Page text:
The Worst Alarm Clock

06.02.2017 |

Episode #7 of the course How to get up and conquer the morning by Matt Sandrini


Most people hate their alarm clock. It interrupts your sleep just to make you feel disoriented and startled. Not the best start to the day.

What if you could turn the alarm clock from your worst enemy into your best friend?

As we saw in yesterday’s lesson, there’s a lot more to sleep than just being unconscious. That same quality element plays a role in how you feel when you wake up. So let’s have a look at a few great practices and tools to wake up the right way.

The first simple rule is: don’t use your phone as your alarm clock. If you do, the first thing you do in your day is pick up the biggest source of distractions and likely check social media, email, you name it. Don’t do that. Use a dedicated alarm clock and charge your phone away from your bed. This also means less procrastination before bed.

Now, if you decide to use a traditional alarm clock, make sure you position it out of arm’s reach. In the morning, you’ll have to get up to turn it off.

Your alarm can do more than just ring in the morning to force you up. From apps to sleep devices, you can easily track your nights to learn more about what affects your sleep and get woken up in the right phase. Have you ever woken up in the morning or after a nap feeling more tired than before you went to bed? You probably woke up in the middle of deep sleep and interrupted your sleep cycle. Having an alarm clock that tracks your phases allows you not only to spot patterns, but also to wake up when you’re in light sleep and feel like you woke up naturally.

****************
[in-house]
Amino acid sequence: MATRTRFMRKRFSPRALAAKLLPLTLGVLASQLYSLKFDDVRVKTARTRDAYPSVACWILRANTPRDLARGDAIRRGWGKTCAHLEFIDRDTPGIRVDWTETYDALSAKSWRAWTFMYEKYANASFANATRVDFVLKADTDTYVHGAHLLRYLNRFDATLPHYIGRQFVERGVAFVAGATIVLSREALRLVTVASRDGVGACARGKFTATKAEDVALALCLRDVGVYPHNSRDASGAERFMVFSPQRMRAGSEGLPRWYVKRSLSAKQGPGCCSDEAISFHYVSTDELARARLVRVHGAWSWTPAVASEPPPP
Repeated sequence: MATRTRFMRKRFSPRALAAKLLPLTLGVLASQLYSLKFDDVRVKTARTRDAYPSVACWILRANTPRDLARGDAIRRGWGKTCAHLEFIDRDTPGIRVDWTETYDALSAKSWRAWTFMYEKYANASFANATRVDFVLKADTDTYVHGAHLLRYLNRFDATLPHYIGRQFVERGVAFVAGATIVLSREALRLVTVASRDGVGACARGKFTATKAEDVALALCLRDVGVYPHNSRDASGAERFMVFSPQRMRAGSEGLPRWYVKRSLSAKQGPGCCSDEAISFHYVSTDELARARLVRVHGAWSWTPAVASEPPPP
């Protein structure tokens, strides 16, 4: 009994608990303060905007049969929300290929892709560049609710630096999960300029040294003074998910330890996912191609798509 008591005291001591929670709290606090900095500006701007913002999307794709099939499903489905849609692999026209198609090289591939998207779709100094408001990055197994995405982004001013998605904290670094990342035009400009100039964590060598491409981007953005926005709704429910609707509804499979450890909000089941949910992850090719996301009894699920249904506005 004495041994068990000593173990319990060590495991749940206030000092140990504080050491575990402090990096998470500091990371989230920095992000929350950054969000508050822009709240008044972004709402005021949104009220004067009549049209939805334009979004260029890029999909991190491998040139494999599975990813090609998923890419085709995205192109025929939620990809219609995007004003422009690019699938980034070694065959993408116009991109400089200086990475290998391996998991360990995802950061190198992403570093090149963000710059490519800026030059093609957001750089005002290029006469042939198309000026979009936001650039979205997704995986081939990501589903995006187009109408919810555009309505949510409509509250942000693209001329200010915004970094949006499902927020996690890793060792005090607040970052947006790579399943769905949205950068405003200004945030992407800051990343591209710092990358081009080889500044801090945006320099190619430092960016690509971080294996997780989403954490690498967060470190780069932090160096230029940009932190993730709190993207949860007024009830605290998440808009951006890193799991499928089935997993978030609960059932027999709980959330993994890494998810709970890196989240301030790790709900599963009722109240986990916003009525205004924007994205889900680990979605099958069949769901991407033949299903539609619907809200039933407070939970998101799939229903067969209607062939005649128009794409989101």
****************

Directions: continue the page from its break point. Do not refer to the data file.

To track your sleep, you have a variety of options. The easiest and cheapest way is to download an app that uses the sensors in your smartphone to analyze your sleep. Most apps wake you up with gradual ambient sound to avoid the “ice water bucket” effect. But you might have noticed one thing: this option breaks rule number one, don’t keep your phone close to where you sleep.

I suggest using a dedicated object. Many fitness bands track your sleep, and a few vibrate in the morning to gently wake you up at the right time. If you really feel fancy, you can get sleep sensors that sit under your mattress and record your movement and heart rate and wake you up in the morning using a combination of light and sounds.

Don’t let this become an obstacle for your mornings, though; whatever alarm clock you have, the most important thing is to actually use it.


Tomorrow, we will talk about positive triggers and how to save up your motivation for the next day.

– Matt


Additional resource

What tiny habits could be life-changing?


Recommended book

“The Willpower Instinct: How Self-Control Works, Why It Matters, and What You Can Do to Get More of It” by Kelly McGonigal Ph.D.


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